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A Success Story - Chris Parish

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Chris Parish 

Chris is a sophomore at Midwestern State University in Wichita Falls, Texas, majoring in Pre-Med.  His experience with cancer will allow him to become a doctor who will understand the emotional trauma which accompanies medical illnesses.  He has survived Ewing's Sarcoma.  In his own words:

I was a junior in the International Baccalaureate program at Hirschi High School, planning to graduate in May of 2006 and then attend college on IB scholarships to study pre-medicine and psychology.  However, on February 1, 2005, my life changed forever when the doctors diagnosed a pain in my right lung area as a type of Ewing's Sarcoma, also known as PNET (primitive neuroectodermal tumor) of the chest wall, or Askin's tumor of the rib.  It is an extremely rare form of pediatric bone cancer which occurs mostly in white teenage males during growth spurts.  It has nothing to do with genetics or lifestyle of the patient, and is typically diagnosed in an average of three individuals per year.  Following my diagnosis, I had surgery, where the doctors removed part of the tumor for biopsy, inserted a port in my chest for chemotherapy, and conducted bone marrow biopsies.  The next week I started inpatient chemotherapy treatments, which continued every 21 days for four months.  On May 9, I had tumor resection surgery, during which the doctors removed two ribs and what was left of the tumor.  After recuperating from this surgery, I completed the remainder of the Ewing's treatment protocol, finishing the last of the fourteen inpatient chemotherapy rounds in December.  I was declared in full remission and cancer-free following clear scans at the end of my treatment on December 21, 2005.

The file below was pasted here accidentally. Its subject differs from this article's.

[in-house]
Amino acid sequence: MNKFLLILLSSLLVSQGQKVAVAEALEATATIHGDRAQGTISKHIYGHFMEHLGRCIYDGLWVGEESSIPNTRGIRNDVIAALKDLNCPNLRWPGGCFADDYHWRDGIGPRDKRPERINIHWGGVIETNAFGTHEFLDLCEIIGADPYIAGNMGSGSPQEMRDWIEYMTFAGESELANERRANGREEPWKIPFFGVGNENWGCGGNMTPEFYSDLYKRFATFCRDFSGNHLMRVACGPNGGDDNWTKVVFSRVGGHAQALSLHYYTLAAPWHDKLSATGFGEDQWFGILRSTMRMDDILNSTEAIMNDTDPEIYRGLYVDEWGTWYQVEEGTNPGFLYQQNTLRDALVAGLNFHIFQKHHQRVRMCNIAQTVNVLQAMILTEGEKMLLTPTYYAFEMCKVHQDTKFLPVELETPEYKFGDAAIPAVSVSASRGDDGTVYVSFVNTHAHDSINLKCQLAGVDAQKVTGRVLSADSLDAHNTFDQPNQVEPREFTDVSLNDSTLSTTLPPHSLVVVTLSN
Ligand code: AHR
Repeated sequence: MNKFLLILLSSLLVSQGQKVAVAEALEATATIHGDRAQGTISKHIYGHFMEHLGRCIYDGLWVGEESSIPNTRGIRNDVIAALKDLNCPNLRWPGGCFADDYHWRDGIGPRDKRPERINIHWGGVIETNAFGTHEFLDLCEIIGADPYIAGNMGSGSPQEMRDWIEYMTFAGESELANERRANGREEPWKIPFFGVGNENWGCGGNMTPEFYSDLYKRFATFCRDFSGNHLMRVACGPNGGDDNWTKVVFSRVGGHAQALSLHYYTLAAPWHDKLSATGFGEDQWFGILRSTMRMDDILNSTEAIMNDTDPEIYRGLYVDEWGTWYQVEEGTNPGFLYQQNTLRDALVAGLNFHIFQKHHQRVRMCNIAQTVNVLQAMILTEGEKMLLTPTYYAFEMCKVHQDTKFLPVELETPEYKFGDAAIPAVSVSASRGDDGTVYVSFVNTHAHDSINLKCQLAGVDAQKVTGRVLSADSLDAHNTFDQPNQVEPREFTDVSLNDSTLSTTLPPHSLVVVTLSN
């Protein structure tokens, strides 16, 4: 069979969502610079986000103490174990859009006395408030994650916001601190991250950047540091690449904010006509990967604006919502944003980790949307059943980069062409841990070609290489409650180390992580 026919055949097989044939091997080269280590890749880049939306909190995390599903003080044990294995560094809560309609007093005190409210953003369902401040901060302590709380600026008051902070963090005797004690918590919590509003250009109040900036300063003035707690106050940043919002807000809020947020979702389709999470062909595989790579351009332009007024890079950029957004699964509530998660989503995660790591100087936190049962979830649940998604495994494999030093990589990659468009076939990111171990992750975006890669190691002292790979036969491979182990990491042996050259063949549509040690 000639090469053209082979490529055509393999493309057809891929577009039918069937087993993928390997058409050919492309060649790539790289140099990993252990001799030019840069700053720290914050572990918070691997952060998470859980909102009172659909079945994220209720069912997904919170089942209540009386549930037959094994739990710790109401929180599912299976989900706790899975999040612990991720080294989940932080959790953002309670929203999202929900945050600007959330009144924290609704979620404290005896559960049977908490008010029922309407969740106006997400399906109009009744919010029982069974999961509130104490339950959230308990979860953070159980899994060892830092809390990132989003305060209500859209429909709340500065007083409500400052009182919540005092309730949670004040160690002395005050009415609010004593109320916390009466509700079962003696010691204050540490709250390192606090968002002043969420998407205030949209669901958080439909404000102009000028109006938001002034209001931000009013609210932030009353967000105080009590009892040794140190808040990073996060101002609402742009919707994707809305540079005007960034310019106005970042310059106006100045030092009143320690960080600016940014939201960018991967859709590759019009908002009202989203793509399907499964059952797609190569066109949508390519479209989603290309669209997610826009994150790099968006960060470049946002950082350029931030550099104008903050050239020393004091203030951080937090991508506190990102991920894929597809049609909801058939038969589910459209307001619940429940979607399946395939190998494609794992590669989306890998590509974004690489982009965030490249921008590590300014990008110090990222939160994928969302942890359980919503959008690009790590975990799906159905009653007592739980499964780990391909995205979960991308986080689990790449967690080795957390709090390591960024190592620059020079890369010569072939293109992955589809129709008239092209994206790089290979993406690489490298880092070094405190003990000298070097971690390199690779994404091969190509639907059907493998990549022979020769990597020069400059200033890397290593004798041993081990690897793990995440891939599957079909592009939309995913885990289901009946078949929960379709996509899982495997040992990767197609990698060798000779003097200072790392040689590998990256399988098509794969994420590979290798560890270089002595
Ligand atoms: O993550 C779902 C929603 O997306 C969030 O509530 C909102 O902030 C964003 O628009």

During my recent recovery from everything that has happened since my cancer experience began, I realized that some of what I consider to be most important in my life has changed.  I now value socializing with people, and relationships in general, much, much more.  Almost a year of social isolation (which meant that I couldn't go to school or out in public places because I could develop deadly infections from other people's 'normal' germs) made me realize how incredibly boring/depressing life is in their absence.  At first, since I was kind of a loner, the isolation did not have much effect on me and was, actually, even a bit enjoyable; over time, however, it gradually took its toll, making it difficult for me to become motivated about anything.  I now also once again value outdoor activities such as camping, fishing and archery and am trying to better the physical aspects of my body.  Surprisingly, I am now also more interested in money (beating cancer is expensive!) and have started studying the stock market and the process of making investments.  During my first year of college, I have developed an interest in physics, math, biology, chemistry and mechanics.

My eventual career goal is to attend medical school and become a psychiatrist.  I believe my cancer experience has helped me to better understand the medical field from the point of view of the patient.  I believe patients desire that their doctors possess a very human and personal understanding of the emotional trauma which accompanies medical illness.  I believe that with proper training, I can become that kind of medical professional.

I was so excited when I received the call from Cancer Survivors' Fund letting me know I had received a scholarship.  This means that I can continue to go to college and concentrate on my studies.  Cancer Survivors' Fund, I thank you and my future patients thank you!

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